If you don't think the federal student loan program is in crisis, you haven't been paying attention. And speaking of people who aren't paying attention, the New York Times recently published an editorial entitled "What to Do About Student Loan Defaults," which demonstrates that the Times editorial board is totally clueless about the student loan crisis.
The Times began by saying that the student-loan default rate dropped a bit from last year. The Department of Education's most recent three-year cohort default rate (the percentage of people in a cohort who default within three years of beginning repayment) was 13.7 percent, which is down a percentage point from last year's rate.
The Times neglected to report that the Department of Education calculated a special rate for several schools that were in danger of being kicked out of the federal student aid program because of high default rates in order to bring their default rates down. Which schools received this special favor? The Department of Education won't say.
The Times also neglected to note that the student loan rates are probably going down because colleges with the highest default rates have hired default-management companies to help bring their default rates down. These firms contact former students who are in danger of default and urge them to apply for economic hardship deferments.
Former students who have economic hardship deferments are not obligated to make loan payments but they are not counted as loan defaulters. This keeps colleges' default rates down during DOE's three-year measurement period.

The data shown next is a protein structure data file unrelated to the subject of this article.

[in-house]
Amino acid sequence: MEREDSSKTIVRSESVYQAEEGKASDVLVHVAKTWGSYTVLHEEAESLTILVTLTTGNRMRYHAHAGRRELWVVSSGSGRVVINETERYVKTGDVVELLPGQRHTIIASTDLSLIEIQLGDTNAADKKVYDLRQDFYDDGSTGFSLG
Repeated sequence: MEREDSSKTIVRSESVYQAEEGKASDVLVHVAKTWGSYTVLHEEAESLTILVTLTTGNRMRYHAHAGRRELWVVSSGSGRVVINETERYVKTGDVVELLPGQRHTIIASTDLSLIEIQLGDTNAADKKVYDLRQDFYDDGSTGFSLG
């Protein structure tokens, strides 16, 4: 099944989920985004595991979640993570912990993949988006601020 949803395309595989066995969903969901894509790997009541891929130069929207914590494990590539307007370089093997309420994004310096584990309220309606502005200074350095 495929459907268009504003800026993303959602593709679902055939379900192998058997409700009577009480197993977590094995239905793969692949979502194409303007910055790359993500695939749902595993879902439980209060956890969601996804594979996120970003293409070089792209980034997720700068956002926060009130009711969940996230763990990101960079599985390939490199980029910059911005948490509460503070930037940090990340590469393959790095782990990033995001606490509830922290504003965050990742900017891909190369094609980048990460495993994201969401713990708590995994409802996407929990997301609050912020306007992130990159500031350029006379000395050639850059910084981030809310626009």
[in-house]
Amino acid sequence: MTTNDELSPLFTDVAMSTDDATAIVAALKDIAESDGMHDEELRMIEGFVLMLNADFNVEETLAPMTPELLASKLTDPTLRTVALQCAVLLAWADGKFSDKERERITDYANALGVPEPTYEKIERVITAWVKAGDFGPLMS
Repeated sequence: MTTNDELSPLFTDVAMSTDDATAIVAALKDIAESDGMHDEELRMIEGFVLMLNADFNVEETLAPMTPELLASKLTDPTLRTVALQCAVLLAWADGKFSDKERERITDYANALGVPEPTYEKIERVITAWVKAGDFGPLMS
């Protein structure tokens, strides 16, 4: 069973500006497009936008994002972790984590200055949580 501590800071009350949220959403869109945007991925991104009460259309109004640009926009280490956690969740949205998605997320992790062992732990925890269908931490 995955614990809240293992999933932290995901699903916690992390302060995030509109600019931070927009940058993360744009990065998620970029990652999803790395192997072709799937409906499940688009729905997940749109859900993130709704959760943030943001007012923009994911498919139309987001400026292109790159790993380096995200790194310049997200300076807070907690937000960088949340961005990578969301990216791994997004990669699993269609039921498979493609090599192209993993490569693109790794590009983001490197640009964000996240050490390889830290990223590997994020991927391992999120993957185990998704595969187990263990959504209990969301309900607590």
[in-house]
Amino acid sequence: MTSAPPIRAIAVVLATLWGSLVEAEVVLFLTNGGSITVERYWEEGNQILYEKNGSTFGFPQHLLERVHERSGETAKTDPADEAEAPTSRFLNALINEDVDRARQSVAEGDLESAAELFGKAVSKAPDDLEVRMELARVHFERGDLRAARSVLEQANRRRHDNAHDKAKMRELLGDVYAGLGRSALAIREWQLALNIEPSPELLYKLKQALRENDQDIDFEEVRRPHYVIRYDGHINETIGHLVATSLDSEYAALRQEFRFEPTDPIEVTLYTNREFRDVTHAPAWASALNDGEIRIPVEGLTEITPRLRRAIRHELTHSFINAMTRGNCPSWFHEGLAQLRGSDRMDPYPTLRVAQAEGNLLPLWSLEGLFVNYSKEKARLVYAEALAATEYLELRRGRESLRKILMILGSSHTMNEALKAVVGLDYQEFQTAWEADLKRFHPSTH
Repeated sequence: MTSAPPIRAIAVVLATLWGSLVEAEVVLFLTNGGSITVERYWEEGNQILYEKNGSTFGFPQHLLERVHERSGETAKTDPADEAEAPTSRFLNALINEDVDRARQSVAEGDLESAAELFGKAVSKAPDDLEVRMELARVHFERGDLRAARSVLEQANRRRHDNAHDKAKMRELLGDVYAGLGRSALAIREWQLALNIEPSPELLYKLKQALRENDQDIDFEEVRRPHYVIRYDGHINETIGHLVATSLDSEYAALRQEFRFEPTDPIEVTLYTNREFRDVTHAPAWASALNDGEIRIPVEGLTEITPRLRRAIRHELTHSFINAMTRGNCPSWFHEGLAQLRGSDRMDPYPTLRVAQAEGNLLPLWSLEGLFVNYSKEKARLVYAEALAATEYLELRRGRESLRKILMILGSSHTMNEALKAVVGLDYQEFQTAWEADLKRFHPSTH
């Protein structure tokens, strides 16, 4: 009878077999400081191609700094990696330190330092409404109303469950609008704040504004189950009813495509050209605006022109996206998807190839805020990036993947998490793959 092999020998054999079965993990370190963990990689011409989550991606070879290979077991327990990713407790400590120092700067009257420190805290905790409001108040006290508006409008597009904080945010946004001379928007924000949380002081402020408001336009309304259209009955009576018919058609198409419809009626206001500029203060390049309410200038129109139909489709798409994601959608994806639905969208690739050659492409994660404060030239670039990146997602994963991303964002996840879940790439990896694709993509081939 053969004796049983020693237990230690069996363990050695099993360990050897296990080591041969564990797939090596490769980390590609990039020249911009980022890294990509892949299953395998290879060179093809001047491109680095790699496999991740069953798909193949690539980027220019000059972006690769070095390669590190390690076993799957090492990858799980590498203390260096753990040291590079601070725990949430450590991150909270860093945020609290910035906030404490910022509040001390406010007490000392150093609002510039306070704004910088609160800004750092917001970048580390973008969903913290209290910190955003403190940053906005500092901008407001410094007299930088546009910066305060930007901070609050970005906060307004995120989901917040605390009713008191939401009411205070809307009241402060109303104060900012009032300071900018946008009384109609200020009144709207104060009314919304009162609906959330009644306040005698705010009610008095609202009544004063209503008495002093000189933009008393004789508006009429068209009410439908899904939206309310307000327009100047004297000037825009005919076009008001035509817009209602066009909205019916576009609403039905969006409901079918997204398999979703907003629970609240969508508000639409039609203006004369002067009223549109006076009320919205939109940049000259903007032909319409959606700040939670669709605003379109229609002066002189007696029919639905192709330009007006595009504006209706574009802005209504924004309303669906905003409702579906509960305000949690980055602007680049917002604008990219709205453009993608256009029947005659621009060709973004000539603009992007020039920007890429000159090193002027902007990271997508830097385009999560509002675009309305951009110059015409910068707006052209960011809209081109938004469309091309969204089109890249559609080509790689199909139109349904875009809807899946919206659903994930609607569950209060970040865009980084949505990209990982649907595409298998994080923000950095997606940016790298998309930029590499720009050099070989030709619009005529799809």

Of course the bad news for student-loan debtors who have economic hardship deferments is that interest continues to accrue on their loan balances. People who defer payments for several years because they are on economic hardship deferments will wind up owing a lot more than they borrowed.
In fact, we really don't know that the true student-loan default rate is. Millions of people have received economic hardship deferments and millions more have signed up for income-based repayment plans that obligate them to make monthly student-loan payments over 25 years. Almost all of these people are seeing their loan balances negatively amortize--in other words, the amount they owe is getting larger.
The Times knows that millions of student-loan borrowers are in trouble, but what is its solution? More education!
Yes, the Times said that "[t]he government needs to continue pressing both schools and loan servicing companies to educate students on affordable partial payment plans that can keep them out of default." And at the end of the editorial, the Times urges the government to "get out the news about affordable repayment plans that set payments according to borrowers' income, allowing them to eat and pay the rent without falling into default."
So basically what the Times is saying is this: People need to sign up for income-based repayment plans that will negatively amortize for most borrowers and obligate student-loan debtors to make monthly payments for 20 or 25 years!
Of course this is lunacy. And it is deeply discouraging that the New York Times, which bleats continually about income-inequality and the plight of the poor, offers such unimaginative and ineffective solutions to the student-loan crisis, which is destroying the economic future of millions of Americans, not to mention the integrity of America's colleges and universities.
What to do about student loan defaults. New York Times, October 2, 2014. Accessible at: http://www.nytimes.com/2014/10/03/opinion/what-to-do-about-student-loan-defaults.html?_r=0